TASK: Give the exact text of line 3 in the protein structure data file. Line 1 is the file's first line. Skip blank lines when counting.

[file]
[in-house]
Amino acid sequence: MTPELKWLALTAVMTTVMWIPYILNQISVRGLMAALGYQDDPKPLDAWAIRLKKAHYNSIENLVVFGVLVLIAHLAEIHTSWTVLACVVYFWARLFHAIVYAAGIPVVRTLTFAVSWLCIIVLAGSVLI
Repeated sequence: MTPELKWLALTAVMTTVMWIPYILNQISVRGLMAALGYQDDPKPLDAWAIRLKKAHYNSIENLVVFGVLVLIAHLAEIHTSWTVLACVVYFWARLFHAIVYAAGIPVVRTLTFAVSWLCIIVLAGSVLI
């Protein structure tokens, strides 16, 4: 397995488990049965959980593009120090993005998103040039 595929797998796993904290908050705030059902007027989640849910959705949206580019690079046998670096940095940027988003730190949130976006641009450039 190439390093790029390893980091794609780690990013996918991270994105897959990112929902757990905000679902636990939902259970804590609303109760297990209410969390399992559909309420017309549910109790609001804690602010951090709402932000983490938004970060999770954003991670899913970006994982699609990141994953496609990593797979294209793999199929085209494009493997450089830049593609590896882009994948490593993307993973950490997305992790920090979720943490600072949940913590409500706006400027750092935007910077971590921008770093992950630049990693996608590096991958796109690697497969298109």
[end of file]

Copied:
Repeated sequence: MTPELKWLALTAVMTTVMWIPYILNQISVRGLMAALGYQDDPKPLDAWAIRLKKAHYNSIENLVVFGVLVLIAHLAEIHTSWTVLACVVYFWARLFHAIVYAAGIPVVRTLTFAVSWLCIIVLAGSVLI